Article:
Dr. Joseph F. Capella Interview: Plastic Surgery after Weight Loss, Part 6

My Bariatric Life Health Guide
  • Read part 1 of this Dr. Joseph F. Capella Interview

     

    Dr. Joseph F. Capella surgery 

    Photo courtesy of Joseph Capella, M.D.


    Choosing the Right Surgeon for Body Contouring After Weight Loss: Physician Certifications and Affiliations

     

    My Bariatric Life: Why is it important that the surgeon have board certification by the American Board of Plastic Surgery? Are other board certifications equally as important? What about memberships in professional societies?

     

    Dr. Capella: Board certification or diplomat means that you’ve gone through a very rigorous training program and that you’ve been accredited by this board that has very specific criteria that needs to be met to receive a diploma. In addition to that, graduates after the year 1995 have to receive re-accreditation every 10 years. And, in addition to that, you have to receive 150 CME [continuing medical education] credits every three years.

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    In other words, there’s an on-going maintenance of accreditation that needs to take place, too. So you know that your doctor is up-to-date on the current knowledgebase in the field. So, I think it’s very important that they be board certified in plastic surgery.

     

    MBL: Are distinctions such as being a chief of plastic surgery an indicator that the surgeon is more highly qualified than other plastic surgeons?

     

    Dr. Capella: I think qualified depends on what you’re doing. In other words, there are chiefs of plastic surgery that are not experienced in post-bariatric body contouring. They may be experts in reconstructive surgery. It means that they are well-regarded, probably, by their peers in that institution, but it may not be that they’re qualified to do your surgery.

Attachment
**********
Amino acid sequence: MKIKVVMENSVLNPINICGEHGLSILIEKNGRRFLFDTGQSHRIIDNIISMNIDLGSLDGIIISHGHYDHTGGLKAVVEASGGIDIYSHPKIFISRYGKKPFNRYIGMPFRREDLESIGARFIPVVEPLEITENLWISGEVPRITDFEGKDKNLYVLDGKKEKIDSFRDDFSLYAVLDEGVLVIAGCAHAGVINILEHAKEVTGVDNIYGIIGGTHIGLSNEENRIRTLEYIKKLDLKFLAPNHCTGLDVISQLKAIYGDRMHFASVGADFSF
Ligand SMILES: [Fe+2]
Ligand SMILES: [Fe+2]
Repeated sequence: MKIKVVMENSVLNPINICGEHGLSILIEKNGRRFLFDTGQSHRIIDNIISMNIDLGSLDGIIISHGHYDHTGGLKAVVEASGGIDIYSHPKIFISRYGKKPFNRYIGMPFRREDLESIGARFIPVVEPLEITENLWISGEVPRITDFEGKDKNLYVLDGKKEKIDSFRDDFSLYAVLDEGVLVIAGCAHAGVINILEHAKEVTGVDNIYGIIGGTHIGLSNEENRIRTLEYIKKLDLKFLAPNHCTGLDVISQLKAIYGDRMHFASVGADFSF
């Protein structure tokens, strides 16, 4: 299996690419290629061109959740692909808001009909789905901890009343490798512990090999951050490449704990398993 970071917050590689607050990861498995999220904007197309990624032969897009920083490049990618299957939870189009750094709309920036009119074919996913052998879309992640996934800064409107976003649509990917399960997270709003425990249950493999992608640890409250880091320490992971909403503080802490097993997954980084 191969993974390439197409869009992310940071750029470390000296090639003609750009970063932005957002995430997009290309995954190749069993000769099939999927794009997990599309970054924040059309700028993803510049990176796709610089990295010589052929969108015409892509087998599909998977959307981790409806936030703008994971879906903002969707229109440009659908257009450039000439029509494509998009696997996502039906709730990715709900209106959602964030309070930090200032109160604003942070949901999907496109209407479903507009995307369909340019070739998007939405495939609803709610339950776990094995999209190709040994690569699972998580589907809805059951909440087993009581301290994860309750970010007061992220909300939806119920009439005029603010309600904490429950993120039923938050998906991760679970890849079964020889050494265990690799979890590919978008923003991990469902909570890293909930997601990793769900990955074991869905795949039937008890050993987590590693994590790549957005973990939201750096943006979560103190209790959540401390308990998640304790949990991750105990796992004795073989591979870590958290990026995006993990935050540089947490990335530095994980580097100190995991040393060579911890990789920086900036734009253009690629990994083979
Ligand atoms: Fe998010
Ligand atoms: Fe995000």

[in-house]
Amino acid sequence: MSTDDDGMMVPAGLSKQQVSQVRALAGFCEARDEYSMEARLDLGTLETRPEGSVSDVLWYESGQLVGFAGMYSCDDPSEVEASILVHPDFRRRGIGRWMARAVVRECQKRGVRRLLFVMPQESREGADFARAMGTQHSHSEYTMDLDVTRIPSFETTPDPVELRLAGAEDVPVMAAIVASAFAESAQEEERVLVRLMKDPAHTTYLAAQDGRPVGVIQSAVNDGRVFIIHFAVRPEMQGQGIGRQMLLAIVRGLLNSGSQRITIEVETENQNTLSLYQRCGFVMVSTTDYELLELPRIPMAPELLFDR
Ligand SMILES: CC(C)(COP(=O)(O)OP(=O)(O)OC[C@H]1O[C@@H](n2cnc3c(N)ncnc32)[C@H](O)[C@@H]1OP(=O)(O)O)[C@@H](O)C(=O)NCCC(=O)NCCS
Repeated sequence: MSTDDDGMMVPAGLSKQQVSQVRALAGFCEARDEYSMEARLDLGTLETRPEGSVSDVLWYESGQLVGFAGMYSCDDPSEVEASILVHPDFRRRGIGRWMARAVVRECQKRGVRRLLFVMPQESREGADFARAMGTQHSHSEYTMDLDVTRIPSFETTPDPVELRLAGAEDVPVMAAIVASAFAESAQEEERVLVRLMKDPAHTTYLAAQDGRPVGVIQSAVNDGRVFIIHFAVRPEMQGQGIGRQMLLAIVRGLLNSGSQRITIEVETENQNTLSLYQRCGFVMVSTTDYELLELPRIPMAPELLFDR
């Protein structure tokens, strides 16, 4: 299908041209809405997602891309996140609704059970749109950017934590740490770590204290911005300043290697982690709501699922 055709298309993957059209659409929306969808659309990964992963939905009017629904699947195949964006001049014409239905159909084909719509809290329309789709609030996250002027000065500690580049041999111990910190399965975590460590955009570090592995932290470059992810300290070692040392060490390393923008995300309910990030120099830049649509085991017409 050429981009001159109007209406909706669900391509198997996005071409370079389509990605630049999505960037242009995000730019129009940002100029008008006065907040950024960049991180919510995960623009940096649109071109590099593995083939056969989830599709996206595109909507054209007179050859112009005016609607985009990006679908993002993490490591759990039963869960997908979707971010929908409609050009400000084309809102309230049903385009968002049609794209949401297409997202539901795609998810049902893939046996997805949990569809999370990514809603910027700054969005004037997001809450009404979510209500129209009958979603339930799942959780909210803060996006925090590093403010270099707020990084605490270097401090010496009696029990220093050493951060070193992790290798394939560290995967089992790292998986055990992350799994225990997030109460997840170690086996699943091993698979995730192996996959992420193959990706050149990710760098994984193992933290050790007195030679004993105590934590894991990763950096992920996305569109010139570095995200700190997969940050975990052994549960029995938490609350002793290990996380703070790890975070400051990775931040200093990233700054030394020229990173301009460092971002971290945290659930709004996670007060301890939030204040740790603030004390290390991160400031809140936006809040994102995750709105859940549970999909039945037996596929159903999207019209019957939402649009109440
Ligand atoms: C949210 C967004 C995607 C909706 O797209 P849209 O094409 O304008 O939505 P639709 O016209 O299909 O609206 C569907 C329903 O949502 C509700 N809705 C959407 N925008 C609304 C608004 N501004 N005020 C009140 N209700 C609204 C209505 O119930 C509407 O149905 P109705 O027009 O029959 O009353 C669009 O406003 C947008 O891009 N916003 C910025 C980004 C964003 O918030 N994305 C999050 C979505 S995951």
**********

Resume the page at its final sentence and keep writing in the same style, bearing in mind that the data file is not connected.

MBL: Are admitting privileges, education, training, and other distinctions important?

     

    Dr. Capella: I would very much recommend that you go to a doctor that has admitting privileges because hospitals in their own way really make sure that doctors have it all together. They want to make sure that you’ve got all your certifications up-to-date, your malpractice insurance up-to-date — and they’re not going to allow for a doctor who has some on-going problem to keep admitting patients. In effect, it’s almost like a club.

     

    So, I would very much seek doctors who have admitting privileges at hospitals — of course, especially, if there is a complication the doctor has to admit the patient.

     

    I happen to do all my work at a hospital. Hospitals have their own criteria for maintenance, too, that I think is very important. So, for example, they’ll not let me even do microsurgery or cleft-lip and palette surgery because they know I’m not qualified. The Chairman of Plastic Surgery has to approve me to do it, and I would never even ask for it. So you know that if your doctor is performing a certain procedure, he or she has maintained certain excellence in that procedure, too.

     

    Sure education and training are important. Fellowship training suggests that person has really gone for expertise within that certain area. In plastic surgery there are fellowships in cosmetic, and hand, and cranial-facial and others. So if you are having cranial-facial surgery and the doctor had a fellowship that really would suggest that he or she is an expert in that area.  I developed a very large experience with post-bariatric patients working with my father, who as I mentioned earlier was a bariatric surgeon.

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    Continue to part 7 of the Interview with Dr. Joseph F. Capella

     

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Published On: August 29, 2013